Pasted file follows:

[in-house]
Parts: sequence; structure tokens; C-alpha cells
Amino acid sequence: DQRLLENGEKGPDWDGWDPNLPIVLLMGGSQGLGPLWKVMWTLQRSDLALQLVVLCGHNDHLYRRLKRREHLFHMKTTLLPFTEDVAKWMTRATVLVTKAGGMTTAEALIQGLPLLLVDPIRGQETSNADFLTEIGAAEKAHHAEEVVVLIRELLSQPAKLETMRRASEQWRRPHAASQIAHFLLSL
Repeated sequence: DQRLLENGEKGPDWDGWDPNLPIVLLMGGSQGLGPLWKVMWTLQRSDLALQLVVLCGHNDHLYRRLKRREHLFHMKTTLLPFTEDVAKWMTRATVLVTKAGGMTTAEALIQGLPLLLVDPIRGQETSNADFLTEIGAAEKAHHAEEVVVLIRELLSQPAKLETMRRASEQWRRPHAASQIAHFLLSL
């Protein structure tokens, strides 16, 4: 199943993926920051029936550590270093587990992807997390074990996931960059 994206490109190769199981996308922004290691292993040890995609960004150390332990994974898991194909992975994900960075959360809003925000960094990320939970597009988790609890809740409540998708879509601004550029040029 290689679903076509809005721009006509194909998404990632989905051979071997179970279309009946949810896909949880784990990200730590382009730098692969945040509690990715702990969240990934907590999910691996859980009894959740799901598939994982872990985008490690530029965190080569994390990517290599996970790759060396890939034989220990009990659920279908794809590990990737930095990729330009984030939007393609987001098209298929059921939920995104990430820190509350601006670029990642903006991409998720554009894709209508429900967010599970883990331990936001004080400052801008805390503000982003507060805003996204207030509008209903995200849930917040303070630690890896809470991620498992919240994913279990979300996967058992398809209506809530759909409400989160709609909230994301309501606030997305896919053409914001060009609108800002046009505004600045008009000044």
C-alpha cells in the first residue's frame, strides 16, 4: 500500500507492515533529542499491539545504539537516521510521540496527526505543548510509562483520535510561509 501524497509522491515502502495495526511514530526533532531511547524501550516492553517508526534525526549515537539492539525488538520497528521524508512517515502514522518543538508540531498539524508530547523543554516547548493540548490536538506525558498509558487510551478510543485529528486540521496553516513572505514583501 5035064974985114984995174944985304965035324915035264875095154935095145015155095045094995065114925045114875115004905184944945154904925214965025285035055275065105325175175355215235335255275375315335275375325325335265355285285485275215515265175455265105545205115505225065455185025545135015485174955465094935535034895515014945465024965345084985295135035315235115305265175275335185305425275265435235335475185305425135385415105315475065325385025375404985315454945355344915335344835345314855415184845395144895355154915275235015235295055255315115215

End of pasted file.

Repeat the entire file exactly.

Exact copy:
[in-house]
Parts: sequence; structure tokens; C-alpha cells
Amino acid sequence: DQRLLENGEKGPDWDGWDPNLPIVLLMGGSQGLGPLWKVMWTLQRSDLALQLVVLCGHNDHLYRRLKRREHLFHMKTTLLPFTEDVAKWMTRATVLVTKAGGMTTAEALIQGLPLLLVDPIRGQETSNADFLTEIGAAEKAHHAEEVVVLIRELLSQPAKLETMRRASEQWRRPHAASQIAHFLLSL
Repeated sequence: DQRLLENGEKGPDWDGWDPNLPIVLLMGGSQGLGPLWKVMWTLQRSDLALQLVVLCGHNDHLYRRLKRREHLFHMKTTLLPFTEDVAKWMTRATVLVTKAGGMTTAEALIQGLPLLLVDPIRGQETSNADFLTEIGAAEKAHHAEEVVVLIRELLSQPAKLETMRRASEQWRRPHAASQIAHFLLSL
């Protein structure tokens, strides 16, 4: 199943993926920051029936550590270093587990992807997390074990996931960059 994206490109190769199981996308922004290691292993040890995609960004150390332990994974898991194909992975994900960075959360809003925000960094990320939970597009988790609890809740409540998708879509601004550029040029 290689679903076509809005721009006509194909998404990632989905051979071997179970279309009946949810896909949880784990990200730590382009730098692969945040509690990715702990969240990934907590999910691996859980009894959740799901598939994982872990985008490690530029965190080569994390990517290599996970790759060396890939034989220990009990659920279908794809590990990737930095990729330009984030939007393609987001098209298929059921939920995104990430820190509350601006670029990642903006991409998720554009894709209508429900967010599970883990331990936001004080400052801008805390503000982003507060805003996204207030509008209903995200849930917040303070630690890896809470991620498992919240994913279990979300996967058992398809209506809530759909409400989160709609909230994301309501606030997305896919053409914001060009609108800002046009505004600045008009000044």
C-alpha cells in the first residue's frame, strides 16, 4: 500500500507492515533529542499491539545504539537516521510521540496527526505543548510509562483520535510561509 501524497509522491515502502495495526511514530526533532531511547524501550516492553517508526534525526549515537539492539525488538520497528521524508512517515502514522518543538508540531498539524508530547523543554516547548493540548490536538506525558498509558487510551478510543485529528486540521496553516513572505514583501 5035064974985114984995174944985304965035324915035264875095154935095145015155095045094995065114925045114875115004905184944945154904925214965025285035055275065105325175175355215235335255275375315335275375325325335265355285285485275215515265175455265105545205115505225065455185025545135015485174955465094935535034895515014945465024965345084985295135035315235115305265175275335185305425275265435235335475185305425135385415105315475065325385025375404985315454945355344915335344835345314855415184845395144895355154915275235015235295055255315115215